• The best days to move are early in the week – Monday, Tuesday, or Wednesday. Avoid Friday and Saturday because most people want to move on those days and use the rest of the weekend to get settled into the new house. Friday is the day of the week that most moving companies are stretched to the limit because of its popularity as a moving day. The moving crews (those strong guys that lift heavy objects all week long) are fresher at the beginning of the week, too. Truck rental companies are generally swamped on Friday and Saturday. Most do-it-yourself moves happen on the weekend with a rental truck, some buddies, and pizza and beer. Reserve that truck early and serve the pizza and beer AFTER the work is done!

Imagine moving out of a home you have lived in 20, 30, 40 or even 50 years. You have not only accumulated “stuff” but have countless memories. You raised your children, hosted family gatherings, and laughed with friends and neighbors. Now you have to leave all that behind and move to a smaller place or an assisted living facility. It’s a daunting task at best and a nightmare at worst. Here are the top five things to do to make the transition easier.

1. Sort and Downsize Early

  • It’s taken years to accumulate your possessions and it will take more than a few days to determine what you want to do with them. Allow yourself plenty of time to be nostalgic about the souvenirs you bought during your vacations. Take your time determining what you want to take with you, items you will give to family members or donate to charity, and what just needs to be tossed.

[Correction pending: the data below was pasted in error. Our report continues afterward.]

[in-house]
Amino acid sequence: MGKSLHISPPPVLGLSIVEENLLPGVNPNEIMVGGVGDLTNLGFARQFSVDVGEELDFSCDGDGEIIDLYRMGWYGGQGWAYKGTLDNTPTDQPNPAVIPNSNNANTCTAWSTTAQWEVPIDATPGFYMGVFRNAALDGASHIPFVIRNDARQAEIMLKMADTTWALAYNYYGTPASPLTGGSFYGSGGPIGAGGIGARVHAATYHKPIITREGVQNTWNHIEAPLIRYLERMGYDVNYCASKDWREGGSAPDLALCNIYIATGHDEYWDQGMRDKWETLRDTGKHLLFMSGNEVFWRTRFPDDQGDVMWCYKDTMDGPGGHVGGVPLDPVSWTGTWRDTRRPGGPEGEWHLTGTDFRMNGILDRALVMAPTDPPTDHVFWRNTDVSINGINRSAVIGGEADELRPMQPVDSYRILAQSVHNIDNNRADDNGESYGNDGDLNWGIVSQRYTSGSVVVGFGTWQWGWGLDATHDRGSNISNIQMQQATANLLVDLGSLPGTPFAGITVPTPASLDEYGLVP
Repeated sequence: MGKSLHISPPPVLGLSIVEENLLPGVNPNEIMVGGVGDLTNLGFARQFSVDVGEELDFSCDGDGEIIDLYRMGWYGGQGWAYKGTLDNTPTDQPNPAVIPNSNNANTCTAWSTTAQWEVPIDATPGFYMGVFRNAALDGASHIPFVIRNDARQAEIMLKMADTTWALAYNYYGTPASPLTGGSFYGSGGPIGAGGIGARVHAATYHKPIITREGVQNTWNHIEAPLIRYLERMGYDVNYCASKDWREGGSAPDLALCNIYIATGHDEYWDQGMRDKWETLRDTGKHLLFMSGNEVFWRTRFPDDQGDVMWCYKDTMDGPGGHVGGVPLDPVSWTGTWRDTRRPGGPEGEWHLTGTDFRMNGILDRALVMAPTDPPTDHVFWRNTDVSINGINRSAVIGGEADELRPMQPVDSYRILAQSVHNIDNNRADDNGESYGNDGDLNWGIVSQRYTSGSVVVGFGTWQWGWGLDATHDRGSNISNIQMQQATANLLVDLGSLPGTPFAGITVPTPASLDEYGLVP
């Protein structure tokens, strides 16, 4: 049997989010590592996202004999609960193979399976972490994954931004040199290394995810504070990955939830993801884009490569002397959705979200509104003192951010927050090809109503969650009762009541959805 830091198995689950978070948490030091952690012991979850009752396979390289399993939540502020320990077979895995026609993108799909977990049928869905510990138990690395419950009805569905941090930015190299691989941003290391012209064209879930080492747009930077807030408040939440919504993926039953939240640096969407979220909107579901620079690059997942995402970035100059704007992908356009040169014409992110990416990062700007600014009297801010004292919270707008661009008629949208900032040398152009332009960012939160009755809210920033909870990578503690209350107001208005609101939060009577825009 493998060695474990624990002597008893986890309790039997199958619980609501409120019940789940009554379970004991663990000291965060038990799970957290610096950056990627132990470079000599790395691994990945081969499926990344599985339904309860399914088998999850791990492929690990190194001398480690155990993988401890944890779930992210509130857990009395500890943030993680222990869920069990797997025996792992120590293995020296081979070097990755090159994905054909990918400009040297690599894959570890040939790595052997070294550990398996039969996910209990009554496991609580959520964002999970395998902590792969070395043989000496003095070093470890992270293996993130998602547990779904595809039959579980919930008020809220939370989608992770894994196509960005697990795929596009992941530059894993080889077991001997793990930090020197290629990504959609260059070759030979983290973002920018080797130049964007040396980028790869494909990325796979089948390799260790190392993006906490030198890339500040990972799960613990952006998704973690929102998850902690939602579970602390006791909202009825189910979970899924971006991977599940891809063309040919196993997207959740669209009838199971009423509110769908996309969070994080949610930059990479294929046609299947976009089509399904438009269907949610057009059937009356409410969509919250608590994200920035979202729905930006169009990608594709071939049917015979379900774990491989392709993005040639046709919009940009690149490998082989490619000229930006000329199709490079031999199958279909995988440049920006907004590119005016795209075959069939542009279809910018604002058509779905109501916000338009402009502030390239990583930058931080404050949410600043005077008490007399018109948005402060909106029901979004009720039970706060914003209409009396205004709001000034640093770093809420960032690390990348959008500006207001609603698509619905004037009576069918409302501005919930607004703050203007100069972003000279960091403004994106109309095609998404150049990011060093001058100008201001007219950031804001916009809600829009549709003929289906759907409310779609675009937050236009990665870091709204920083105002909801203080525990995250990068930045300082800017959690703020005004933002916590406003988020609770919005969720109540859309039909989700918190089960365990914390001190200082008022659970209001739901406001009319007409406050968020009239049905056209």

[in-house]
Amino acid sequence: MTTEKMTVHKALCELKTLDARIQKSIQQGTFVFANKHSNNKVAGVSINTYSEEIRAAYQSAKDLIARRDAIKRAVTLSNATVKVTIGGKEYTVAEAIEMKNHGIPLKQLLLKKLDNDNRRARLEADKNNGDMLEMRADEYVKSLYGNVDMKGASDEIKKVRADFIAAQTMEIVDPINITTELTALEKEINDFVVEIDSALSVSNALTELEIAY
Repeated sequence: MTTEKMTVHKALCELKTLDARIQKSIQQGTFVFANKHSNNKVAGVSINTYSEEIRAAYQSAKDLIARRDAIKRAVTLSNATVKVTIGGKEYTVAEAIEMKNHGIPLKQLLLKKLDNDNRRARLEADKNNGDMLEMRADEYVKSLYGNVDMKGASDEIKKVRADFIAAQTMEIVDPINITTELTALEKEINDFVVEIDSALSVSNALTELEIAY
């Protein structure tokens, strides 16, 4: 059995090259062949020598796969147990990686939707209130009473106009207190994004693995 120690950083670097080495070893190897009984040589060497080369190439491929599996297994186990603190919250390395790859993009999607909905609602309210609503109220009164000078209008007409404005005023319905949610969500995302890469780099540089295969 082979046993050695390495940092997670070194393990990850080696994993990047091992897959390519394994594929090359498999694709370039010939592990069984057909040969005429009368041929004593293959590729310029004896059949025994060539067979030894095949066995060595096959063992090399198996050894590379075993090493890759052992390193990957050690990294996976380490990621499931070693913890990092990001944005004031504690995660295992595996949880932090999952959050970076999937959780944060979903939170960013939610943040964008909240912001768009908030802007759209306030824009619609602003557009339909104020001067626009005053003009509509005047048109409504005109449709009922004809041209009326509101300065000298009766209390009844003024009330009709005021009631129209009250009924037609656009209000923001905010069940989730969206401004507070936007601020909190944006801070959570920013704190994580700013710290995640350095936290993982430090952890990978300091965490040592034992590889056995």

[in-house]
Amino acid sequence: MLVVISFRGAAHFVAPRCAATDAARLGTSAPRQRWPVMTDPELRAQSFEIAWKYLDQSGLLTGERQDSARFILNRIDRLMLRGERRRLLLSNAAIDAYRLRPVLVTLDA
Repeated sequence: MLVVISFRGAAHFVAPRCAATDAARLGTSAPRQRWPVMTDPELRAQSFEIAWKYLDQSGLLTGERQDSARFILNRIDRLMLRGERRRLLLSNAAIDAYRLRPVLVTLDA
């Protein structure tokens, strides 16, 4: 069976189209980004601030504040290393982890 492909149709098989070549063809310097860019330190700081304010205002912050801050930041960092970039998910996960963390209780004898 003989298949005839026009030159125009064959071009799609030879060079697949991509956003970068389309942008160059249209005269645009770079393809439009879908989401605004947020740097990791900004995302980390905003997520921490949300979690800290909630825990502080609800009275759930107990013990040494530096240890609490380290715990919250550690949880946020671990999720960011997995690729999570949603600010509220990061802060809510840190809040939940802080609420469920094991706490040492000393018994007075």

2. Plan Your Available Space

  • The amount of furniture you have now may not fit in your new residence or the piece itself may be too large. A good example is the dining room table. Do you still need a table that comfortably seats ten for Thanksgiving dinner? Knowing how much you need and where each piece fits will help in the sorting and downsizing phase of your move.

3. Create Notification Lists

  • Create a list of all the people you want to notify about your address change. Please remember the utilities that must be notified.

4. Pack a Survival Kit

  • Pack a bag with personal essentials for moving day. Include medications, a change of clothes, and important papers. Pack an extra box with moving day requirements for clean up, basic hand tools, light bulbs, and a flashlight. If it’s a long distance move, include paper plates, cups, and napkins in case you have to pick up some food before your dishes arrive.

5. Ask for Help

  • Moving is stressful and it’s hard work. Ask family and friends for assistance and advice. A great source of information and help is the National Association of Senior Move Managers ( They specialize in assisting with everything about a Senior move from organizing and sorting to arranging a mover to helping get settled in the new home.
  • Moving at any age is an overwhelming task. Moving after being in your home for several decades can become an unbearable job if it is rushed. Plan ahead, take your time, and ask for help from those around you.